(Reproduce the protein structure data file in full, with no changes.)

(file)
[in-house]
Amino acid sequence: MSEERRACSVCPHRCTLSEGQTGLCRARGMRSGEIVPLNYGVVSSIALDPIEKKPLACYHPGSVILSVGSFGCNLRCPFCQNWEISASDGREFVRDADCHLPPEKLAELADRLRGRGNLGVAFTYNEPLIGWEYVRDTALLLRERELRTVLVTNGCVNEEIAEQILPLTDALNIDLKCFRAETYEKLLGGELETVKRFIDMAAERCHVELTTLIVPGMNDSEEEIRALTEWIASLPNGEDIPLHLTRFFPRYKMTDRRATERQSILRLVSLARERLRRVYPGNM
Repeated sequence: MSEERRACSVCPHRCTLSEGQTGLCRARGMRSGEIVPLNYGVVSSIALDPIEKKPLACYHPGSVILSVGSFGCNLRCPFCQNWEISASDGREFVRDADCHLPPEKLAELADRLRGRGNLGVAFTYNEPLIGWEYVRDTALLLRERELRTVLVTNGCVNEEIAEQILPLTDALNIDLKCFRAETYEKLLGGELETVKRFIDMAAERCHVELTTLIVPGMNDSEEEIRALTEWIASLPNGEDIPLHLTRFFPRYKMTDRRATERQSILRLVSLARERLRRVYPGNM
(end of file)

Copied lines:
[in-house]
Amino acid sequence: MSEERRACSVCPHRCTLSEGQTGLCRARGMRSGEIVPLNYGVVSSIALDPIEKKPLACYHPGSVILSVGSFGCNLRCPFCQNWEISASDGREFVRDADCHLPPEKLAELADRLRGRGNLGVAFTYNEPLIGWEYVRDTALLLRERELRTVLVTNGCVNEEIAEQILPLTDALNIDLKCFRAETYEKLLGGELETVKRFIDMAAERCHVELTTLIVPGMNDSEEEIRALTEWIASLPNGEDIPLHLTRFFPRYKMTDRRATERQSILRLVSLARERLRRVYPGNM
Repeated sequence: MSEERRACSVCPHRCTLSEGQTGLCRARGMRSGEIVPLNYGVVSSIALDPIEKKPLACYHPGSVILSVGSFGCNLRCPFCQNWEISASDGREFVRDADCHLPPEKLAELADRLRGRGNLGVAFTYNEPLIGWEYVRDTALLLRERELRTVLVTNGCVNEEIAEQILPLTDALNIDLKCFRAETYEKLLGGELETVKRFIDMAAERCHVELTTLIVPGMNDSEEEIRALTEWIASLPNGEDIPLHLTRFFPRYKMTDRRATERQSILRLVSLARERLRRVYPGNM